• dissatisfaction with the qualitative criteria for the payment of “in-spec” bonuses applied by beef processors;
  • the importing of foreign beef;
  • the operation of feedlots distorts competition; and
  • the impact of a reported monopoly on offal processing.

In addition to assessing the information provided to us the CCPC took various steps to obtain further information from other sources in order to assess the concerns raised in the complaints and to determine if there is evidence of a breach of competition law to enable the CCPC to open a full investigation. These steps included conducting extensive research and open-source intelligence gathering, meeting with some beef farmers and their representatives as well as a number of public bodies and industry experts, including Teagasc, Bord Bia and the Department of Agriculture, Food and the Marine (DAFM). The CCPC also consulted with the European Commission to discuss market conditions across the EU.

An overview of the issues examined

In relation to allegations that a cartel is in operation in the industry, in order to prove the existence of a cartel the CCPC needs to have tangible proof of an agreement between competitors to coordinate their activity, such as written agreements between competitors to fix prices to show that a cartel exists. Information showing that beef processors charge similar prices does not, in itself, constitute evidence that a cartel is in existence.  Despite considerable engagement with various beef industry stakeholders, the CCPC found no evidence of a cartel agreement between beef processors in the State.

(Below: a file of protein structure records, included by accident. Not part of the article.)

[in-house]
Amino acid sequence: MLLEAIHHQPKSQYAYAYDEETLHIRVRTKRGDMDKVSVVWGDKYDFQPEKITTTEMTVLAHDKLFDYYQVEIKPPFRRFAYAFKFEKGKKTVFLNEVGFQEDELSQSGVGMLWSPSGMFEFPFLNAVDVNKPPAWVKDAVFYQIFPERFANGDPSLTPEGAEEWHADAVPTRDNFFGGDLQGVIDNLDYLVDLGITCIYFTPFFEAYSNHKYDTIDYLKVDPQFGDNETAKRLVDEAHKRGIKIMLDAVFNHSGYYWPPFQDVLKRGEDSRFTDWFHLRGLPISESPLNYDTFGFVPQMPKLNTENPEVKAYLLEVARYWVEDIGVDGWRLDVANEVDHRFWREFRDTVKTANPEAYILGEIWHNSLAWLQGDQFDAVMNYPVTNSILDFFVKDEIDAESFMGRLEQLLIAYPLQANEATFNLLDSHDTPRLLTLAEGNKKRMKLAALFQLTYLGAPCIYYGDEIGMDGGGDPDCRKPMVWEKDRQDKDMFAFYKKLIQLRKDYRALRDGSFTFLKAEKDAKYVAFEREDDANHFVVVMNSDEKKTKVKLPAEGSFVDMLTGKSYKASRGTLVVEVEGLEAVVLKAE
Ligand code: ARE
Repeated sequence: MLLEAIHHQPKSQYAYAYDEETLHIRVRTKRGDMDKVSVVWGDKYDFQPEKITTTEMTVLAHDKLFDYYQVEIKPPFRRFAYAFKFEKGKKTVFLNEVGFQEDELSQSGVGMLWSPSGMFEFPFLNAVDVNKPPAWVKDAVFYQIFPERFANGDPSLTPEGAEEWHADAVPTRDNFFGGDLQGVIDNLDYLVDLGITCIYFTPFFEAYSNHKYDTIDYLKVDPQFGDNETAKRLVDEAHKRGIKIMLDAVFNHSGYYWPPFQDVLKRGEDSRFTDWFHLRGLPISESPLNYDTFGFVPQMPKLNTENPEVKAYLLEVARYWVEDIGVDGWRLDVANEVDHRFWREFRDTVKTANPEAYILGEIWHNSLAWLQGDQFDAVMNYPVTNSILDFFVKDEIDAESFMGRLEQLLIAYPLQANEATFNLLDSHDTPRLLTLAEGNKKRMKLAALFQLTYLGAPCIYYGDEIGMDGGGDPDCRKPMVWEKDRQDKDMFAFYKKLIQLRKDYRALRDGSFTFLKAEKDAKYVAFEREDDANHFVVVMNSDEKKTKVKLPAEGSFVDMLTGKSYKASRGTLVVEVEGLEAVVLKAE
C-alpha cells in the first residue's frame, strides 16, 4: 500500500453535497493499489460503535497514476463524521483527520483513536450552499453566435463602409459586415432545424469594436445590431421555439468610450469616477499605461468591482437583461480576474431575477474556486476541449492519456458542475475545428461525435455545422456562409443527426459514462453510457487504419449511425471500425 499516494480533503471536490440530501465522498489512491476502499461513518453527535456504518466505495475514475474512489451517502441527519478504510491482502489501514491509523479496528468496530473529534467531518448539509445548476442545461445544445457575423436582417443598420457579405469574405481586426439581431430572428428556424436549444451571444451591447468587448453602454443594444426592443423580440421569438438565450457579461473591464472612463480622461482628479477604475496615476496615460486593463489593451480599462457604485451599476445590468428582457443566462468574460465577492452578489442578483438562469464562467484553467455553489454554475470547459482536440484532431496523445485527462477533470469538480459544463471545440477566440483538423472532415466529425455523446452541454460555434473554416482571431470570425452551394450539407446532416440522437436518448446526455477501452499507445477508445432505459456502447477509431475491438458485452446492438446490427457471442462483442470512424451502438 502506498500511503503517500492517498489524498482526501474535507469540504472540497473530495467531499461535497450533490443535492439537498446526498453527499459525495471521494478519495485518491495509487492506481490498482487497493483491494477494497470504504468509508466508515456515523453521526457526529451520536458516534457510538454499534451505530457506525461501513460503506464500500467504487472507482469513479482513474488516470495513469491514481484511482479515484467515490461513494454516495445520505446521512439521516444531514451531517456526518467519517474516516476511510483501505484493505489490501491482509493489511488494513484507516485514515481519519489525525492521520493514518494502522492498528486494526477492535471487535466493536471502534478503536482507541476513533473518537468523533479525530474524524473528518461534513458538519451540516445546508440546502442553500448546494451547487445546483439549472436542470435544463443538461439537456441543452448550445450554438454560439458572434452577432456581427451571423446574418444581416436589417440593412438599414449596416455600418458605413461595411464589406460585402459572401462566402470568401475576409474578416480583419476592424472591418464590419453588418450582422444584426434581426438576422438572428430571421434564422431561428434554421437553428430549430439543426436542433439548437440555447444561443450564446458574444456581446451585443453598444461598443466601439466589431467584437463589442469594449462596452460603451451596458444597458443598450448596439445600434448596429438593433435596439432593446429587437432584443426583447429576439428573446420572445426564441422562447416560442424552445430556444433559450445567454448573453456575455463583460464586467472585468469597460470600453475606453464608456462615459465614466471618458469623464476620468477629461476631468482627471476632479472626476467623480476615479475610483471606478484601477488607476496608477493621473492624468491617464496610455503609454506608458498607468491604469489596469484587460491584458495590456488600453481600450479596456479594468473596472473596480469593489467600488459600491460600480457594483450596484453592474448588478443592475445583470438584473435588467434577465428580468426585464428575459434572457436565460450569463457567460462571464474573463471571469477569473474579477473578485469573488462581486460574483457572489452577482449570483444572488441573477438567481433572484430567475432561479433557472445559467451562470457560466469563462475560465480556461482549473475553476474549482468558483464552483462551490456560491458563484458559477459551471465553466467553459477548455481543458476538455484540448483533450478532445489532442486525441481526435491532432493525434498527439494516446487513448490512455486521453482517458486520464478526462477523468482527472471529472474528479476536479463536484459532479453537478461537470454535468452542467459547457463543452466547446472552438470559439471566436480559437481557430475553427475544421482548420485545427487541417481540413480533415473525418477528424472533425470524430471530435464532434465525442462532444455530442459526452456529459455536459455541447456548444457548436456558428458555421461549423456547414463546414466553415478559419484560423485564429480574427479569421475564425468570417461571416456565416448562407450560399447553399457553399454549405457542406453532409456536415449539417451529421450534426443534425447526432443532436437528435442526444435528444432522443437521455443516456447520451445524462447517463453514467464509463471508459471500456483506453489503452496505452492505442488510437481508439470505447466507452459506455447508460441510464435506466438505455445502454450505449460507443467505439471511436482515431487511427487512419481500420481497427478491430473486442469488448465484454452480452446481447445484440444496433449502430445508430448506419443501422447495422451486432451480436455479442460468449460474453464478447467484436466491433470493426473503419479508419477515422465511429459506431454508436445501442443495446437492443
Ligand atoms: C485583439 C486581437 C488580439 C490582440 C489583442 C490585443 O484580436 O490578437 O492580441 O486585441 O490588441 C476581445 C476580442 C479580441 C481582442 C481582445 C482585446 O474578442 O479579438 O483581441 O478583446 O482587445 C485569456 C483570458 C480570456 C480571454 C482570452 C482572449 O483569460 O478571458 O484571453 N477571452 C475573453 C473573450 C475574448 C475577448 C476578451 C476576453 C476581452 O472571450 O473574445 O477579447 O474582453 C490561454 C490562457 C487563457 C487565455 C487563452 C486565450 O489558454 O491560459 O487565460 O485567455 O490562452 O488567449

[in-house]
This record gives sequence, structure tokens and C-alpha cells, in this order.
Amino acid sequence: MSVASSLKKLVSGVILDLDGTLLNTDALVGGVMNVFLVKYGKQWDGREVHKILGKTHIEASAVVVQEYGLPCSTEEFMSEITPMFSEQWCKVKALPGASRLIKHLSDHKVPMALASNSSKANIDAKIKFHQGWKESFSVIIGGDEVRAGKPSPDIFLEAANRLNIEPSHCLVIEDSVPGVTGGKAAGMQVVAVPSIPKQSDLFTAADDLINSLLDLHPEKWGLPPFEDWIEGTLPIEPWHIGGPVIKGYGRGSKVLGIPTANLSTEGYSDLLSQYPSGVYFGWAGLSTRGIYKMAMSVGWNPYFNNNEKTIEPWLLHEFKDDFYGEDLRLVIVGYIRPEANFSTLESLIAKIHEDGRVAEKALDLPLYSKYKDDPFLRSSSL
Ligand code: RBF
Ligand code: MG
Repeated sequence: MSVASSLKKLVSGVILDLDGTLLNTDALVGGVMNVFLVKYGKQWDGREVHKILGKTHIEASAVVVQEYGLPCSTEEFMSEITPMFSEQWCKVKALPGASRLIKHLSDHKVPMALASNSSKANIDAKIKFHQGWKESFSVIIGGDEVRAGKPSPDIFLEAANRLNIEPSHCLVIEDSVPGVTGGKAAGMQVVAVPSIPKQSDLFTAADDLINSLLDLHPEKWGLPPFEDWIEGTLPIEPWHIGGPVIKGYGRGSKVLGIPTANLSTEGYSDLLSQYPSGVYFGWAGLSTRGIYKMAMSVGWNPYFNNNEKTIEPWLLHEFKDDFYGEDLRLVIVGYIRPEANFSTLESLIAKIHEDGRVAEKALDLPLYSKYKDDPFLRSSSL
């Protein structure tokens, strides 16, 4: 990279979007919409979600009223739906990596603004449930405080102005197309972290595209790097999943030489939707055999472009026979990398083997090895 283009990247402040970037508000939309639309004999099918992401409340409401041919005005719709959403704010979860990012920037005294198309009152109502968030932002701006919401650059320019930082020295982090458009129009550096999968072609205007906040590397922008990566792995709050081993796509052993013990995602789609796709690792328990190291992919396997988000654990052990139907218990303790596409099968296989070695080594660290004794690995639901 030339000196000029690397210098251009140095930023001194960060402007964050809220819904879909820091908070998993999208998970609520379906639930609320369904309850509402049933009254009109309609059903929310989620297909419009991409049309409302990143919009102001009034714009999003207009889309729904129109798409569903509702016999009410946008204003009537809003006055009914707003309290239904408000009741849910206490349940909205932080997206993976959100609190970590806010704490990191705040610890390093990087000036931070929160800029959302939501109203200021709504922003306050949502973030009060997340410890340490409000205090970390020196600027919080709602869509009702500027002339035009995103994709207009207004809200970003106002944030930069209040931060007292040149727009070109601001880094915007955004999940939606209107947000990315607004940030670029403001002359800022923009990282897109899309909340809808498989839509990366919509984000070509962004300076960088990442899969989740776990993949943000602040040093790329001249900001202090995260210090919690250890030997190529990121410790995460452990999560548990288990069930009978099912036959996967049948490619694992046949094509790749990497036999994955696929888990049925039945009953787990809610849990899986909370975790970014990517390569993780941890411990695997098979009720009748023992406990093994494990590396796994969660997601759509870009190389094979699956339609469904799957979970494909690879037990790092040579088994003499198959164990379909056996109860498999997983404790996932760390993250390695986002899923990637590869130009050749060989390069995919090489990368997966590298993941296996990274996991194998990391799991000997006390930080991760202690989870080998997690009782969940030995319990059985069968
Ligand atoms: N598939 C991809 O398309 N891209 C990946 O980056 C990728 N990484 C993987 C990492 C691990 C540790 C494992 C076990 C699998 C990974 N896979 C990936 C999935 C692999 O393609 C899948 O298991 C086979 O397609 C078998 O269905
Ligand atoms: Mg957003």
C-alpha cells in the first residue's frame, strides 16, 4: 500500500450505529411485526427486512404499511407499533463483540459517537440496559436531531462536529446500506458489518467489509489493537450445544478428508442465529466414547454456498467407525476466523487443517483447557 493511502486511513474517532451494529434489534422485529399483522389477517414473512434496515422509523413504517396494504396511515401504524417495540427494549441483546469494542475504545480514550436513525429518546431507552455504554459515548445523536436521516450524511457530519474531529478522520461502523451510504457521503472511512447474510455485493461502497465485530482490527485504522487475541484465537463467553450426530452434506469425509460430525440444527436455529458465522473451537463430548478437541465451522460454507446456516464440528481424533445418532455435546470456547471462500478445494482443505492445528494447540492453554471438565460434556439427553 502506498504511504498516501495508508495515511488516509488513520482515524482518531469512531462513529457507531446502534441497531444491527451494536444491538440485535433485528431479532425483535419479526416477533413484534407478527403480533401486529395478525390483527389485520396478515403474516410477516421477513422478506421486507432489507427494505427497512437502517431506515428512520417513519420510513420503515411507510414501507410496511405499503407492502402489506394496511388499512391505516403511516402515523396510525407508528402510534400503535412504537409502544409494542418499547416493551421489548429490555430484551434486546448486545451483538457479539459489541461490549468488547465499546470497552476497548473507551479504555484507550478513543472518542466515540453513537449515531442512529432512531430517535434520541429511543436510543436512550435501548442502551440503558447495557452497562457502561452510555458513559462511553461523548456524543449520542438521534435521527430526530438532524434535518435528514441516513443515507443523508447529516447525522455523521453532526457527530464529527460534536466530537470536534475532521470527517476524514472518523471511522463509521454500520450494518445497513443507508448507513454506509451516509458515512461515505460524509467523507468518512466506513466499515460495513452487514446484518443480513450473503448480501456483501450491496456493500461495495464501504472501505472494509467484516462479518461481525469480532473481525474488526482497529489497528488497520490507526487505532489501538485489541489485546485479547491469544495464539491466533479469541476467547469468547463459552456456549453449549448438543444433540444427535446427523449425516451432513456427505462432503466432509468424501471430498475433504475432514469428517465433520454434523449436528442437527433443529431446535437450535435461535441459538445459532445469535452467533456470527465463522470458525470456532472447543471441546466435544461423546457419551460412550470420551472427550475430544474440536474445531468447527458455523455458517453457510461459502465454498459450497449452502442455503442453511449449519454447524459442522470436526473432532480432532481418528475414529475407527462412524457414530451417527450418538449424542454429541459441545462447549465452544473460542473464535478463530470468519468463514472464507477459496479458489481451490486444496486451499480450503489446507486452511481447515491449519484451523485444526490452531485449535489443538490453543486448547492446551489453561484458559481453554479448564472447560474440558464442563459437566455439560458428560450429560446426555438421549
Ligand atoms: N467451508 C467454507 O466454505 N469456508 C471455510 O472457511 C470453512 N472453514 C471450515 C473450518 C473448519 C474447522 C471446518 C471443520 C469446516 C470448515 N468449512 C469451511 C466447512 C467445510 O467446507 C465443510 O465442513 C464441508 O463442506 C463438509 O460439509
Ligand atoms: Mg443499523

The CCPC also found no evidence to show that the criteria applied by beef processors for the payment of “in-spec” bonuses breaches competition law. Currently, over 90% of Irish beef is exported and many overseas customers require assurances in relation to traceability and animal health. The various cuts of beef from a single carcass are exported to multiple customers located in different countries. In most instances, the standard set by the most demanding customer sets the standard for all beef cuts from a carcass. The CCPC also understands that a review of the current customer requirements with respect to the “in-spec” bonus criteria is currently underway as part of the Beef Task Force’s work.

A number of complainants stated that beef imports from other EU Member States were suppressing beef prices. Ireland exports the vast majority of its beef production with approximately 37% of all beef exports sold to other EU Member States. Similarly, Ireland also imports beef from other countries. Imports are not in themselves anti-competitive and do not come under the remit of competition law.